fresh voices from the front lines of change







Unless we successfully pressure CNN to change course, tomorrow it will air Pete Peterson’s anti-Social Security, anti-Medicare anti-public investment deficit propaganda film “I.O.U.S.A” along with additional propaganda “commentary” from people who work for the Peterson Foundation.

CNN did this last year, and it was a completely one-sided presentation, when in fact, there is an actual debate going about how serious a problem is the national debt, and whether Social Security and Medicare really need to be gutted to reduce the debt.

Now, maybe CNN was actually clueless last year, and was not aware that many of the nation’s most prominent economists do not traffic in deficit hysteria, insist that Social Security is fundamentally sound, and broader health care reform (which just passed) is the way to protect Medicare.

But over the course of the past year, this debate has been raging.

Even the President debt commission, while too slanted towards the deficit hysterics for our tastes, does include people with different points of view, recognizing that there debates to be had. Rep. Jan Schakowsky (D-Ill.) and SEIU President Andy Stern have a much different view about the debt than Former Sen. Alan Simpson (R-Wyo.) and Rep. Paul Ryan (R-Wis.).

And just today, the nation’s most famous economist, Nobel laureate Paul Krugman, warns in the New York Times not to follow the deficit hysterics into the economic abyss:

Greece’s public debt, at 113 percent of G.D.P., is indeed high, but other countries have dealt with similar levels of debt without crisis. For example, in 1946, the United States, having just emerged from World War II, had federal debt equal to 122 percent of G.D.P … how did the U.S. government manage to pay off its wartime debt? Actually, it didn’t. At the end of 1946, the federal government owed $271 billion; by the end of 1956 that figure had risen slightly, to $274 billion. The ratio of debt to G.D.P. fell not because debt went down, but because G.D.P. went up…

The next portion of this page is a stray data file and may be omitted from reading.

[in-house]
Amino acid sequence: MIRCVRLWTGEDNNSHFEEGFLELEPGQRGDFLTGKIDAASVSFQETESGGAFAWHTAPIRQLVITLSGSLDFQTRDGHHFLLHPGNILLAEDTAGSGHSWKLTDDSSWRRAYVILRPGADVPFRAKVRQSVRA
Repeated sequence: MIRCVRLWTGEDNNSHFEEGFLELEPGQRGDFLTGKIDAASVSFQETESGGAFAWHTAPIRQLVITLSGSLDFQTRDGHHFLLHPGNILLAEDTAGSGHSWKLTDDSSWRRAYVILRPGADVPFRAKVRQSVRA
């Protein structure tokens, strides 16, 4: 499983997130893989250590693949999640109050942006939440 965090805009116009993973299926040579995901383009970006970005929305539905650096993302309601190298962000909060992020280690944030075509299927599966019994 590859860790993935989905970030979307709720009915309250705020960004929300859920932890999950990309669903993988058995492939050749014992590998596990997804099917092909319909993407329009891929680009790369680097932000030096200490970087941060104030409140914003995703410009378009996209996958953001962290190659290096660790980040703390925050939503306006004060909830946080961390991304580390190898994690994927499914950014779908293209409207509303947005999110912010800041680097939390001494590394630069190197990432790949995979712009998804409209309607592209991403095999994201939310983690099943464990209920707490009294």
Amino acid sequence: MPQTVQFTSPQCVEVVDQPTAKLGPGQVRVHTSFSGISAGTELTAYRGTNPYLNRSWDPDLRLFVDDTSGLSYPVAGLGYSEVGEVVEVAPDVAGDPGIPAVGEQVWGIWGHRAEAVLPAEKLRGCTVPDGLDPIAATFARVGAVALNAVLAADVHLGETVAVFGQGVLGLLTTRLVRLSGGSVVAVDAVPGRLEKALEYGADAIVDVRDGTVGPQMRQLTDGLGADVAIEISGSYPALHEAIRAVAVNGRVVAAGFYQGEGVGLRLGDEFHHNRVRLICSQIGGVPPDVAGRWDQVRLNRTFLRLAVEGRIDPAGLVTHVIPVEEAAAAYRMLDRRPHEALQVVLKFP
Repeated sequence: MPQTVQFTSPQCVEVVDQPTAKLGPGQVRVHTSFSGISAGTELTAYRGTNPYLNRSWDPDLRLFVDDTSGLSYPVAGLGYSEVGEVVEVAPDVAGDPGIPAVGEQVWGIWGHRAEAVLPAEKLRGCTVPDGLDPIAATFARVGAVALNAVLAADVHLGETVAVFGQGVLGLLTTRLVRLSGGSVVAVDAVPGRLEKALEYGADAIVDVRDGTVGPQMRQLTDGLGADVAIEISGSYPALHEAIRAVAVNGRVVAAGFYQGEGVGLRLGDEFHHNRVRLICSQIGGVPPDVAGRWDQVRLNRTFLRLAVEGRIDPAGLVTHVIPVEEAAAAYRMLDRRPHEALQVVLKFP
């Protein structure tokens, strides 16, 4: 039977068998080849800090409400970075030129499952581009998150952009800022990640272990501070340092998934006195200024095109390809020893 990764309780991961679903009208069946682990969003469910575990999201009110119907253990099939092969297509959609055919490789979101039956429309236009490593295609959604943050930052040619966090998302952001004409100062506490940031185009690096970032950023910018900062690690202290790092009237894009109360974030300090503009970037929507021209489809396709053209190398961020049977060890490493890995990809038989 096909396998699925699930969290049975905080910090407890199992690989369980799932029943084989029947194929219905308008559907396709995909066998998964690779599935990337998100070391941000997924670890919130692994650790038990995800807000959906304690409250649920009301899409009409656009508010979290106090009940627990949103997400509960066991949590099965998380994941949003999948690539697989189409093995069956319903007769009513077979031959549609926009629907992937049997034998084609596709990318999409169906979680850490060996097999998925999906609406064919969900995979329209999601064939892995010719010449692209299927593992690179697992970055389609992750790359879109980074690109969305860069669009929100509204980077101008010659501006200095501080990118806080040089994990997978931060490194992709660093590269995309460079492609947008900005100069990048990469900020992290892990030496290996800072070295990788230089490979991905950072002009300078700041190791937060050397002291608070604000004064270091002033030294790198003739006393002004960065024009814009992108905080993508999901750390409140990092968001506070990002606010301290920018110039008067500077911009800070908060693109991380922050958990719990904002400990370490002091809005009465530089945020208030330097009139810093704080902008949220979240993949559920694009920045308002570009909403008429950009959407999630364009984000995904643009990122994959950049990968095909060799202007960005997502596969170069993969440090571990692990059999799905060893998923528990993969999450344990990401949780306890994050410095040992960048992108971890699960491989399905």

…Of course, we should be fiscally responsible. What that means, however, is taking on the big long-term issues, above all health costs — not grandstanding and penny-pinching over short-term spending to help a distressed economy…

…What worries me most about the U.S. situation right now is the rising clamor from inflation hawks, who want the Fed to raise rates (and the federal government to pull back from stimulus) even though employment has barely started to recover. If they get their way, they’ll perpetuate mass unemployment. But that’s not all. America’s public debt will be manageable if we eventually return to vigorous growth and moderate inflation. But if the tight-money people prevail, that won’t happen — and all bets will be off.

But will that view be heard tomorrow? Nope.

No one slated to provide commentary on CNN this weekend represents Krugman’s informed view, and most are directly linked to the Peterson Foundation.

A one-sided propaganda presentation is far from what we should expect from “The Most Trusted Name In News.” Click here to demand CNN provide equal time.

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